La Cour a déterminé que les peines minimales obligatoires (PMO) pour certaines infractions relatives aux drogues ne sont pas seulement sévères et néfastes, mais aussi anticonstitutionnelles. Pour en savoir plus, en anglais, veuillez lire les informations ci-dessous.

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April 15, 2016 — As a coalition of interveners* in the Supreme Court of Canada case, R. v. Lloyd, we applaud the Court for recognizing that a mandatory minimum sentence (MMS) for certain drug offences is not only harsh and damaging, but also unconstitutional. We hope that this decision is one more step towards ending Canada’s harmful, punitive approach to drugs, and promoting instead an approach based on public health and human rights.

Under the previous federal government, Canada’s Controlled Drugs and Substances Act was amended to mandate a minimum one-year sentence for certain drug offences. This change was pushed through despite objections from opposition lawmakers and legal and medical experts, and despite overwhelming evidence about the harmfulness and ineffectiveness of MMS laws.

As we argued in Lloyd, and as the Court concurred, the MMS before the Court unjustifiably violates the right to be free from cruel and unusual punishment, per section 12 of the Canadian Charter of Rights and Freedoms. We are pleased that the Court recognized the fact that individuals caught by the MMS law may be drug-dependent, and sentencing them to a one-year MMS could be grossly disproportionate, including because it may undermine treatment for their drug dependency.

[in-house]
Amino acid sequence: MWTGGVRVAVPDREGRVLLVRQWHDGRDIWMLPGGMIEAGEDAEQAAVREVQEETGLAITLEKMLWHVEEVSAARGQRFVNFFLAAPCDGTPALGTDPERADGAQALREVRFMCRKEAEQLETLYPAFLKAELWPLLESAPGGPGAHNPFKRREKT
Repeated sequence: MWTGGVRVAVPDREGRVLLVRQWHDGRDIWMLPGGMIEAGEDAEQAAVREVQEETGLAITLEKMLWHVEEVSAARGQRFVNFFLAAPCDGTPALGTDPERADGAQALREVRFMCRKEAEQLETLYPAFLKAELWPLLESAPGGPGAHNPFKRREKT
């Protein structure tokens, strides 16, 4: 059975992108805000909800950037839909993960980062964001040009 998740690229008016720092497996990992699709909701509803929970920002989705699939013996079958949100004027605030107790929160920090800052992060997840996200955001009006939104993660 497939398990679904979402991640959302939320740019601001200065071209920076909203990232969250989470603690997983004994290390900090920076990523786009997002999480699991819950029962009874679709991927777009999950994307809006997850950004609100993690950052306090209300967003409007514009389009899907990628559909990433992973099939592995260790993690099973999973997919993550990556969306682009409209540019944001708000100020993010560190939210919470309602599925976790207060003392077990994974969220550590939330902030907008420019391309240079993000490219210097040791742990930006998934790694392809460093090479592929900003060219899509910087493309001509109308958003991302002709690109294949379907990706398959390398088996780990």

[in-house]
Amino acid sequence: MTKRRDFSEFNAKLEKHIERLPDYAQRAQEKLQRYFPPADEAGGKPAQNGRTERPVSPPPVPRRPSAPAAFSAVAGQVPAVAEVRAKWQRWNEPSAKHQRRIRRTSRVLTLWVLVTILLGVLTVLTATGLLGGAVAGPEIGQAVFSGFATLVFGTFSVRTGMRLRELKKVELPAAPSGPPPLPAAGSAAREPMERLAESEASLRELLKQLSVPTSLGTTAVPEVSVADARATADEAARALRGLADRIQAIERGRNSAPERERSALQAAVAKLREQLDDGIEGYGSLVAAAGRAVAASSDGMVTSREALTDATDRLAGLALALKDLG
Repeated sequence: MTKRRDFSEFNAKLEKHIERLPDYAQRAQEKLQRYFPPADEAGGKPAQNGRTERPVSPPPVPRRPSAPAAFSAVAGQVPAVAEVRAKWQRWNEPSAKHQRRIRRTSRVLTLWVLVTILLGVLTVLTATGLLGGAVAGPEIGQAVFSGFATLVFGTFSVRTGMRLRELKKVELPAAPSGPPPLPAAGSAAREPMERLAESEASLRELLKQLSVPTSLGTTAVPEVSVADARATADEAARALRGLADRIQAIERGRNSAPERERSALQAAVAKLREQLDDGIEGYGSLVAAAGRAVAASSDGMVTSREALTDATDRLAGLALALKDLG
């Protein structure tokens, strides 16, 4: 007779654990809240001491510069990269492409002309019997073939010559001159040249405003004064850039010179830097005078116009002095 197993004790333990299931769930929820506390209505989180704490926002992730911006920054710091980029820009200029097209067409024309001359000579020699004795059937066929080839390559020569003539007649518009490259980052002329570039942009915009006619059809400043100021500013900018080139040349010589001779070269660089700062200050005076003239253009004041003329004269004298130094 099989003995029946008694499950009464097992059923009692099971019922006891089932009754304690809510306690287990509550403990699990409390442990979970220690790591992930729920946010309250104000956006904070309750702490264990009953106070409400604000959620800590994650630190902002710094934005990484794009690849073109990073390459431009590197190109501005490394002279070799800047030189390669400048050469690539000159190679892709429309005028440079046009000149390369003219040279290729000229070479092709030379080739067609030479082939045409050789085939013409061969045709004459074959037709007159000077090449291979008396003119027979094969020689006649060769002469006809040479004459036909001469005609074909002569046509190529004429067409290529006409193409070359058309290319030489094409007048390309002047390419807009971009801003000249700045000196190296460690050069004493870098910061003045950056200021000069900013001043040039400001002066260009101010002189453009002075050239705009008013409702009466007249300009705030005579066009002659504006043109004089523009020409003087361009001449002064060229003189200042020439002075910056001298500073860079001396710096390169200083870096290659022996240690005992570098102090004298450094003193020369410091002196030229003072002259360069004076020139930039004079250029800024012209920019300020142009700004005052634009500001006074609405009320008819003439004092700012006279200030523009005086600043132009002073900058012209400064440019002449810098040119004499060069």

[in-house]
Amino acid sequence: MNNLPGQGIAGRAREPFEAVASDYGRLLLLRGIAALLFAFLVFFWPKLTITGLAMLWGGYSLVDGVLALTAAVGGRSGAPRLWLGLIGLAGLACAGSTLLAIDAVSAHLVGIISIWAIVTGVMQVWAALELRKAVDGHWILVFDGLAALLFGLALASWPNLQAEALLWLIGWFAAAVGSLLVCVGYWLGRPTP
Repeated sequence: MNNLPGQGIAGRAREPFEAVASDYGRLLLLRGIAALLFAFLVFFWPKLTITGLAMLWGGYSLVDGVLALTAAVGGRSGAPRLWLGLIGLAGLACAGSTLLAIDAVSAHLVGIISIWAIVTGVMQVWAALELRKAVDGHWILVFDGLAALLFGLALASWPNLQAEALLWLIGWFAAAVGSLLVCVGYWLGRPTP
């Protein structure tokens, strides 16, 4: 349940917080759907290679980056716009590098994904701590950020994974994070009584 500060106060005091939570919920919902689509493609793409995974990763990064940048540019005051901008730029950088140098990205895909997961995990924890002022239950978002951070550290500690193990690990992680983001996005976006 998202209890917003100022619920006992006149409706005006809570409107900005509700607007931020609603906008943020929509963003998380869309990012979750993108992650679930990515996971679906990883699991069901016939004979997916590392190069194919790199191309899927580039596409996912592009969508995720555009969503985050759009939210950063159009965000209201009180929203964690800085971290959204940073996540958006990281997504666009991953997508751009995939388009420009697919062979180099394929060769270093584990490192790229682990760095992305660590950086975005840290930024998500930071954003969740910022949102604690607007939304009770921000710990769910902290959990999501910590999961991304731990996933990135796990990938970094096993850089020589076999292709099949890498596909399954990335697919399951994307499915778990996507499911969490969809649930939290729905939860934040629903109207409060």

However, it is also important to note, as the coalition did in our argument, that many such individuals might also be living with HIV and/or hepatitis C virus (HCV). Mandating prison time for these individuals can mean disruptions in treatment because of inadequate health care in prisons. Furthermore, prolonging incarceration puts people who use drugs at increased risk of returning to their communities with HIV or HCV, and of suffering fatal overdose because of lack of adequate prison-based harm reduction services. Not only do MMS laws cause these negative health consequences, they completely fail to deter drug-related crimes or protect public health.

The Supreme Court’s decision presents an opportunity for the federal government to undo Canada’s punitive arsenal of harmful drug laws. The federal government has already expressed support for a new approach to drug policy based on human rights and public health. This approach should include eliminating all MMS laws for drug-related offences, ensuring access to comprehensive harm reduction services and medical treatment for drug dependence and infection with HIV and HCV, both inside prisons and out, and decriminalizing possession of all drugs for personal use.

* Interveners:

HIV & AIDS Legal Clinic Ontario
Canadian HIV/AIDS Legal Network
British Columbia Centre for Excellence in HIV/AIDS
Prisoners with HIV/AIDS Support Action Network (PASAN)
Canadian Association of People Who Use Drugs

For more information:

Lauryn Kronick
Communications and Outreach Officer
Canadian HIV/AIDS Legal Network

Caroline Dobuzinskis
Communications Coordinator
British Columbia Centre for Excellence in HIV/AIDS

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Thumbnail: Flickr Derek Tsang